In the summer of 2017, an accounts payable employee at MacEwan University received an email that, at first glance, appeared innocent enough. The Edmonton-based institution was in the midst of a massive construction project, and one of its vendors requested a change in their banking information. What made this email particularly convincing was the fact that it bore the vendor’s official logo. But appearances can be deceiving. This seemingly harmless email led to a devastating discovery, highlighting the alarming prevalence of fraud in today’s business landscape.
It wasn’t long before the truth came to light. A few months after making the requested change, MacEwan University discovered that it had fallen victim to a phishing scam, resulting in a staggering loss of $11.8 million. This incident served as a stark reminder that email fraud cases, especially those involving Business Email Compromise (BEC), have become distressingly commonplace in recent years.
BEC fraud is a pervasive threat that can have devastating consequences for businesses of all sizes. They can be deviously subtle, with cybercriminals employing a range of tactics, but at their core, they all revolve around one simple principle: convincing you, or someone on your team, to transfer money through some form of payment or transfer. BEC is most sophisticated form of fraud.
According to a 2020 report from PwC Canada, a staggering 47% of Canadian organizations had encountered some form of fraud in the preceding 24 months. Payment fraud, in particular BEC, casts a long shadow over Canadian businesses, affecting a concerning 21% of them.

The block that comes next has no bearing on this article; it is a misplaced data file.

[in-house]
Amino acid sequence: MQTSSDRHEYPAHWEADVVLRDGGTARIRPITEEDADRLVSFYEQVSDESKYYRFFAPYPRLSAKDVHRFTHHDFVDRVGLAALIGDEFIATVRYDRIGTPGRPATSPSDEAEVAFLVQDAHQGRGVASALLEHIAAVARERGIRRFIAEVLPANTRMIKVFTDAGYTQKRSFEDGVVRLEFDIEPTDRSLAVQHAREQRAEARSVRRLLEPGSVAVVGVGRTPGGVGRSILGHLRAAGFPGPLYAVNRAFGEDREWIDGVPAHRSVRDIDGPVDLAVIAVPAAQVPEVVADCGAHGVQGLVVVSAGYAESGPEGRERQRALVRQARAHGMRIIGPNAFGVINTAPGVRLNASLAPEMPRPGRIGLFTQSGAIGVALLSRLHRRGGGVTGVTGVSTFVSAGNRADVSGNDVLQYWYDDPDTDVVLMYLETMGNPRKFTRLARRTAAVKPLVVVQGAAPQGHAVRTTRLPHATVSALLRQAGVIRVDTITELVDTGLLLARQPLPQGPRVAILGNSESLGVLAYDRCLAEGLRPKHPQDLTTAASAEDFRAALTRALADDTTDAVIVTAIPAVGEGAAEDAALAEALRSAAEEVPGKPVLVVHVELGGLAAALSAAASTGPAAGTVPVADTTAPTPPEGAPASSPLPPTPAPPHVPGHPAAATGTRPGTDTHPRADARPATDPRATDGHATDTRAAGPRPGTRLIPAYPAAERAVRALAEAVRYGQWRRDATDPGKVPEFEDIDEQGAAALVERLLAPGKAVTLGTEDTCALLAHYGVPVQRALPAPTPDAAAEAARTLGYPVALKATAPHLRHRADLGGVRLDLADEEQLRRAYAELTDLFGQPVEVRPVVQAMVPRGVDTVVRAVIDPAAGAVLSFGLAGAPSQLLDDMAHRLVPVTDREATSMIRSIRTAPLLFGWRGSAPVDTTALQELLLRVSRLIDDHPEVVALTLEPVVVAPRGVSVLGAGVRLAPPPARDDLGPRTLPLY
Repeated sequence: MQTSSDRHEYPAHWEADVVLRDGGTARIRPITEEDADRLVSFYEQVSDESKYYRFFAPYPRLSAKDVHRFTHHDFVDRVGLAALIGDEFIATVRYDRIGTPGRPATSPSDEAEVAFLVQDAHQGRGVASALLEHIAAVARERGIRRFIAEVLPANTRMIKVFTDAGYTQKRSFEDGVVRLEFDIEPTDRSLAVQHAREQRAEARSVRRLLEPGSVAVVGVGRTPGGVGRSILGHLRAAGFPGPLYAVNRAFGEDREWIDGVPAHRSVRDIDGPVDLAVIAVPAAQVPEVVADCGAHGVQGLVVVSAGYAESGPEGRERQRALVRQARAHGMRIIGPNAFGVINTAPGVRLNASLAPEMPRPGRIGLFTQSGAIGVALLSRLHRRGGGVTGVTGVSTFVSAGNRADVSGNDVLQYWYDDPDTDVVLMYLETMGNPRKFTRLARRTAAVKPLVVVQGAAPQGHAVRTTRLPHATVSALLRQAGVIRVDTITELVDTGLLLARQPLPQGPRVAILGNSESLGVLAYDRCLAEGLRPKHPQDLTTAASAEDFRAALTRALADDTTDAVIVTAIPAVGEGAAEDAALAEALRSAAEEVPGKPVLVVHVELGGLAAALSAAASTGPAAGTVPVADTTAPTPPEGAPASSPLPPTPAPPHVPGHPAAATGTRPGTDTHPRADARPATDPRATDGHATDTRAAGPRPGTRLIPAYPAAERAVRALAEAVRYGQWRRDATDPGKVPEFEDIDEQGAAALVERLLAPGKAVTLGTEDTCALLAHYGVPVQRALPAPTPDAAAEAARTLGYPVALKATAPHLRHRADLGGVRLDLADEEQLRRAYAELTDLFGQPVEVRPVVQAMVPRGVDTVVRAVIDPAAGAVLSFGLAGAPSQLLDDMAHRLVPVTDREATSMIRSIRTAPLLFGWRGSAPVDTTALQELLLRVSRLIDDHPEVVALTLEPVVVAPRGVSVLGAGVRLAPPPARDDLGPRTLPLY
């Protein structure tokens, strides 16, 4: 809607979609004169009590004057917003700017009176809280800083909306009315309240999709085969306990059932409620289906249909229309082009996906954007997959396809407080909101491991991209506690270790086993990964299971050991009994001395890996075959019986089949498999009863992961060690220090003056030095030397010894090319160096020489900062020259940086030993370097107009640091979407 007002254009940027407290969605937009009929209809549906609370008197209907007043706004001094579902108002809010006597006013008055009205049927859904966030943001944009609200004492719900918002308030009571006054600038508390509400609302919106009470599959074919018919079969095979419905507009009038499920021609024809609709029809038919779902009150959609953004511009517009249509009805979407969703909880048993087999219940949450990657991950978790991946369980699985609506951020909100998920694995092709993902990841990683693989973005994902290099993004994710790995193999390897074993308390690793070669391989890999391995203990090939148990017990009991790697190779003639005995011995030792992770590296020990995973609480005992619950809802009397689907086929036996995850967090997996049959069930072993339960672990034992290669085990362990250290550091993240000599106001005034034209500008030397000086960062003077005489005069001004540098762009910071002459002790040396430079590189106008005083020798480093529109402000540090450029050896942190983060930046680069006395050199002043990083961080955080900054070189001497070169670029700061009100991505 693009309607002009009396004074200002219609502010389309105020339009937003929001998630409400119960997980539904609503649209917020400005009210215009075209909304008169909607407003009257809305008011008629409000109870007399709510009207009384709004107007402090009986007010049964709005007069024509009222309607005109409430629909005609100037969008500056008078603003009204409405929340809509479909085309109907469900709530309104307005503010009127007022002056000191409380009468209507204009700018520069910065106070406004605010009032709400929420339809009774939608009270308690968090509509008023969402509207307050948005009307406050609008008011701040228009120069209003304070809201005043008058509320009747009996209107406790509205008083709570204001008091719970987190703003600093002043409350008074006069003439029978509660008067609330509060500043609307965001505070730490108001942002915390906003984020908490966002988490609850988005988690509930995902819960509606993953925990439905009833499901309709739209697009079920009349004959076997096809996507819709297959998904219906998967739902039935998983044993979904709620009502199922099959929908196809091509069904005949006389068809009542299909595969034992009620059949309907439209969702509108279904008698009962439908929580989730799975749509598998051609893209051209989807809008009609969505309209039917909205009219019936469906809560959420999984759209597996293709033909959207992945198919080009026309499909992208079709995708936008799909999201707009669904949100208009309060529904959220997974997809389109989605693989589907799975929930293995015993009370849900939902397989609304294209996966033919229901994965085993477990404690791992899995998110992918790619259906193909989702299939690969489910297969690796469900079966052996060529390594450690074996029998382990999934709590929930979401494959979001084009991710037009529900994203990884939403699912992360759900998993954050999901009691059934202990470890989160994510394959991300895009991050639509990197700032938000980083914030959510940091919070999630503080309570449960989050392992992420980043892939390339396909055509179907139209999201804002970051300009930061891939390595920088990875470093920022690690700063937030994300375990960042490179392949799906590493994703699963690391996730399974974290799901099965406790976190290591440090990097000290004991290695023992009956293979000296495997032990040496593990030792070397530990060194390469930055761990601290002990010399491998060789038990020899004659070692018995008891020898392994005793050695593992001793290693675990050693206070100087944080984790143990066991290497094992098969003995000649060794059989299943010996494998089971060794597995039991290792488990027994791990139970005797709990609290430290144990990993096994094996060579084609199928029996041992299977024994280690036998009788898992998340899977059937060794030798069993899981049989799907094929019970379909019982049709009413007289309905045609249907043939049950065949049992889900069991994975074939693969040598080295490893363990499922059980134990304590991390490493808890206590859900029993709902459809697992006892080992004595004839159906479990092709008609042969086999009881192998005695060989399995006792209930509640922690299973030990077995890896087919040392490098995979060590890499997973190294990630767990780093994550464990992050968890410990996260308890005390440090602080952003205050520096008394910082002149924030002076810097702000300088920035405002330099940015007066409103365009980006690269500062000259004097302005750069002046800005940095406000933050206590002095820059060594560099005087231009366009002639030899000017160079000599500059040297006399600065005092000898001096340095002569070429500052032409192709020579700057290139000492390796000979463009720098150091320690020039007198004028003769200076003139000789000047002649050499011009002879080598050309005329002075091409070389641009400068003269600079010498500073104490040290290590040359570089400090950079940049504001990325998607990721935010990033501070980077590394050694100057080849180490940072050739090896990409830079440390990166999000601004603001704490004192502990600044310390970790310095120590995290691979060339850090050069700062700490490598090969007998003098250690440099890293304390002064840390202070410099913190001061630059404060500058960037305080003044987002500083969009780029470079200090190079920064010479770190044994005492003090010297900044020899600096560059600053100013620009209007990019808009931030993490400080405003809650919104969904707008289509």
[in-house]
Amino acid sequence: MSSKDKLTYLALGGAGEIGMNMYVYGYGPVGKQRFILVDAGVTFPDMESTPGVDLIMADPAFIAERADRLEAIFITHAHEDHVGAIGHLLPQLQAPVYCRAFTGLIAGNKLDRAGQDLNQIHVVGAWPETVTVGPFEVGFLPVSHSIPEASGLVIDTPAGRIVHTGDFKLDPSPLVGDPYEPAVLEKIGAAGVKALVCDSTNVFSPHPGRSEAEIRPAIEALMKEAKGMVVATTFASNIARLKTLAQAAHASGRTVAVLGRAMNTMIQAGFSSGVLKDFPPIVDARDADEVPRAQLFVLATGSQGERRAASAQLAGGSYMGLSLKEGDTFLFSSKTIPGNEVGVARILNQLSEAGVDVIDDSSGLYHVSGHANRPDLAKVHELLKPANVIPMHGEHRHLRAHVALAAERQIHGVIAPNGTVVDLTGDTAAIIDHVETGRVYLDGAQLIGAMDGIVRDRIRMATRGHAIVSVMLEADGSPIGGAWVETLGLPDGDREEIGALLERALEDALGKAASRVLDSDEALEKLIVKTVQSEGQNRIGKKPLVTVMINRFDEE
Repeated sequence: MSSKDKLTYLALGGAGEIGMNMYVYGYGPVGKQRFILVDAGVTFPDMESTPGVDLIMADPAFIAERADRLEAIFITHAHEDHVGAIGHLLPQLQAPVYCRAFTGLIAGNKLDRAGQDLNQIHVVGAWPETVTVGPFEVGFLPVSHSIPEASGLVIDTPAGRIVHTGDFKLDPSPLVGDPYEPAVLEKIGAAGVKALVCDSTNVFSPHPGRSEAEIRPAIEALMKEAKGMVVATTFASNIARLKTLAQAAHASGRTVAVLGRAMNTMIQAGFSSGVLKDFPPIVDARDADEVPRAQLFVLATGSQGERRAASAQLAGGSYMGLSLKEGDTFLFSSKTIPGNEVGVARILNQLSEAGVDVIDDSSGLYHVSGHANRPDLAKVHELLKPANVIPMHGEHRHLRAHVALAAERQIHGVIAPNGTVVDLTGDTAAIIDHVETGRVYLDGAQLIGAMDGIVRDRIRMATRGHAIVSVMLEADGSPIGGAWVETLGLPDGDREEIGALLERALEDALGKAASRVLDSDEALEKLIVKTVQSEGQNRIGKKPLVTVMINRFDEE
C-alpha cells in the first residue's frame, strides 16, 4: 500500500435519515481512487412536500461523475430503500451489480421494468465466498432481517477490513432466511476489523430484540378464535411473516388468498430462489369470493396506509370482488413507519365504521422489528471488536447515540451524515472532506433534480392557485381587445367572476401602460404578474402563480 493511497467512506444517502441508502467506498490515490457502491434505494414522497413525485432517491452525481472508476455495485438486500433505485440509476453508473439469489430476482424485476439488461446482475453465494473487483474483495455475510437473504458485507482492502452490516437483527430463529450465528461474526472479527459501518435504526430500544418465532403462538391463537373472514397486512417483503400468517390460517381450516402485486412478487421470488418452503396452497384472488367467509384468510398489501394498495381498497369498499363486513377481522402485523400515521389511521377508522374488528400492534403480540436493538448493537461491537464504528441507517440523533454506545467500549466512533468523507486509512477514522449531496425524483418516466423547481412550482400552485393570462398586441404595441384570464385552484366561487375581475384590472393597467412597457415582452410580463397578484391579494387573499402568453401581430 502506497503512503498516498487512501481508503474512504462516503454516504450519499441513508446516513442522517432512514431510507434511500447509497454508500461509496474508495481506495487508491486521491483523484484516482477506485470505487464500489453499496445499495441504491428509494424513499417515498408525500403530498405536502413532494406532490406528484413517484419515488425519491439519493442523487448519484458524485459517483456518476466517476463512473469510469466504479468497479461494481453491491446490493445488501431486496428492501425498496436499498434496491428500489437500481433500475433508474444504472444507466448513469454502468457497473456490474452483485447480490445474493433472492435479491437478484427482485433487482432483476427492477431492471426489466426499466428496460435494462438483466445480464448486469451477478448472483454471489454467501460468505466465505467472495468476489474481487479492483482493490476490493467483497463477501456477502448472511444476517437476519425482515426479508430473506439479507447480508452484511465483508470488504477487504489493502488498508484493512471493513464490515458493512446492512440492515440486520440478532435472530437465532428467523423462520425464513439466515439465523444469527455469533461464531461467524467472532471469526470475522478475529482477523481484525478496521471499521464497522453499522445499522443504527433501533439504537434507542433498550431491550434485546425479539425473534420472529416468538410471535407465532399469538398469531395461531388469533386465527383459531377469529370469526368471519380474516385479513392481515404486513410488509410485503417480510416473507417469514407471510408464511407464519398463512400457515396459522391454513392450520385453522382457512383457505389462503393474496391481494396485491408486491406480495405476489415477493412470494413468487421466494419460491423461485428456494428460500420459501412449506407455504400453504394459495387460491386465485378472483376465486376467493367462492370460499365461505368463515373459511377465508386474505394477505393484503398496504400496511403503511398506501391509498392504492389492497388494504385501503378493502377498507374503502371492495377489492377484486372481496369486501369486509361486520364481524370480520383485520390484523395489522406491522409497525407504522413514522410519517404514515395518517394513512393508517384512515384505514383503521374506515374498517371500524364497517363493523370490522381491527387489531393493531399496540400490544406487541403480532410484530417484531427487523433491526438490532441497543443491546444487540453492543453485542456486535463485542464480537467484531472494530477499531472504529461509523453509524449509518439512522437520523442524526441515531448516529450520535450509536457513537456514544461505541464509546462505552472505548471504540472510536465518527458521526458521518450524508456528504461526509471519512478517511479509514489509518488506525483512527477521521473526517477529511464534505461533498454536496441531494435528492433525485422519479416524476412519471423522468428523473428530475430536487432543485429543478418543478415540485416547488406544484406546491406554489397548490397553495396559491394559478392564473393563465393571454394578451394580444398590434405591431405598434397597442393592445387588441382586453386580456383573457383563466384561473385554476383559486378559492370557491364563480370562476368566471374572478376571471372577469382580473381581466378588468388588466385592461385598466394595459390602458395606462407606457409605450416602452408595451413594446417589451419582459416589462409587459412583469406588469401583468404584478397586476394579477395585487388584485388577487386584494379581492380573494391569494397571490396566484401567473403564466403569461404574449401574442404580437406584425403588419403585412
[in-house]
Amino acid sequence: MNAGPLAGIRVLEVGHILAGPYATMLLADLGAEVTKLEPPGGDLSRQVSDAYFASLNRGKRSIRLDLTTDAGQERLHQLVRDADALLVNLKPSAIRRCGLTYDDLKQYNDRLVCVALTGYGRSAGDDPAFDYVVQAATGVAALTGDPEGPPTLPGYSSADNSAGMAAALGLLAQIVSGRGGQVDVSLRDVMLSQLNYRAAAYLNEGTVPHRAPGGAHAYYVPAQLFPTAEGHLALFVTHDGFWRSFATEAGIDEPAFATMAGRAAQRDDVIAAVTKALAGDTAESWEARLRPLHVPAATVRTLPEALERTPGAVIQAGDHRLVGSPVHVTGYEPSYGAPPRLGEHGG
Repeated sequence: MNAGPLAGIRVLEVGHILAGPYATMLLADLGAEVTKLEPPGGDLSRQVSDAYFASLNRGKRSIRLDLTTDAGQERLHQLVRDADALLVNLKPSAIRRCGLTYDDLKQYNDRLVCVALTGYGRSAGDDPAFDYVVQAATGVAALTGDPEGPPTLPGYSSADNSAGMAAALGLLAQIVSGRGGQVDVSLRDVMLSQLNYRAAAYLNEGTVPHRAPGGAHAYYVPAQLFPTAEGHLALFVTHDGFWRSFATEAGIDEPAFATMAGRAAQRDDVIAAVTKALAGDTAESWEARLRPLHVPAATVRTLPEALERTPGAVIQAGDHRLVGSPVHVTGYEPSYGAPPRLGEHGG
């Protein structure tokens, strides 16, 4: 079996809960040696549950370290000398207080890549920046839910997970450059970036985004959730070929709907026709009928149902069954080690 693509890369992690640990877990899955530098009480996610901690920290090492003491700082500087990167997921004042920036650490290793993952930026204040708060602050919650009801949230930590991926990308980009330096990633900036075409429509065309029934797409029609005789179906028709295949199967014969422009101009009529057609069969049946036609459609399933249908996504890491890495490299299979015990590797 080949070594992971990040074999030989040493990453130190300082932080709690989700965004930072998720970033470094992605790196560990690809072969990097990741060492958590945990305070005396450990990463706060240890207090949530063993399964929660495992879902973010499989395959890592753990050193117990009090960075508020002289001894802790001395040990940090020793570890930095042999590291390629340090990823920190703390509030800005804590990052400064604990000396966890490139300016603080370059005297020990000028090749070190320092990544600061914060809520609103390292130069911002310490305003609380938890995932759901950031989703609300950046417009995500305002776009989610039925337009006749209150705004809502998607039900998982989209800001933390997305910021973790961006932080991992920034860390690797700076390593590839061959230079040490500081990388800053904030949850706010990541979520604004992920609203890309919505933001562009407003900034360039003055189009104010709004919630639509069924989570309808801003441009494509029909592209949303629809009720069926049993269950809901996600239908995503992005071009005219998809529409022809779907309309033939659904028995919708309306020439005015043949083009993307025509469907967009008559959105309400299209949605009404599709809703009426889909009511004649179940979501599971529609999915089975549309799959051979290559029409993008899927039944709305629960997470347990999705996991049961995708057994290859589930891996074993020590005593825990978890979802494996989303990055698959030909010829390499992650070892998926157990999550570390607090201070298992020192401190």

So, why do these payment frauds often involve scams like the one at MacEwan University? The answer, according to experts, lies in the flow of money within businesses. Most funds leaving a company typically pass through the accounts payable (AP) department, rendering it vulnerable and, unfortunately, attractive to unscrupulous individuals.
In the world of cybercrime that targets businesses, attackers employ various tactics, including:
- CEO Fraud: This ploy involves impersonating the company’s CEO or executive and coaxing someone in the finance department to transfer money to the attacker’s account.
- Account Compromise: In this scenario, cybercriminals hack into an employee’s email account, using it to request payments to fake vendors.
- False Invoice Schemes: This entails scammers masquerading as the supplier and directing funds to deceptive bank accounts.
- Data Theft: This tactic frequently targets HR personnel, aiming to acquire personal information about individuals within the company for future scams, such as CEO Fraud.
However, all is not lost. Experts concur that the most effective means of safeguarding your business from these fraudulent schemes is through awareness and vigilance. While enhancing your online security remains essential, the ultimate defense involves training your employees to recognize and prevent these threats.
Here are some proactive steps your business can take:
- Conduct Regular Audits and Reviews: Regularly scrutinize bank statements, monitor for duplicate payments, and maintain an updated vendor master file.
- Verify Vendors: Implement policies that verify vendor-related changes to invoices, bank deposit information, and contact details. Always cross-verify transfer requests received via email with phone numbers on file.
- Educate, Educate, Educate: Experts worldwide agree that education plays a pivotal role in avoiding phishing scams like the one encountered by MacEwan University. Invest the time and resources necessary to teach your staff how to spot phishing attempts and other scams. Encourage the use of robust passwords and periodic changes.
By implementing these proactive measures and fostering a culture of cybersecurity, you can significantly reduce the risk of falling victim to BEC fraud and other payment scams. Your business’s security should always remain a top priority.
At Telpay, we value the trust and safety of our partners, customers, and employees. As cyber threats evolve, we too remain proactive in our efforts to stay ahead of them. Our approach to security is all-encompassing, comprehensive, and based on industry best practices.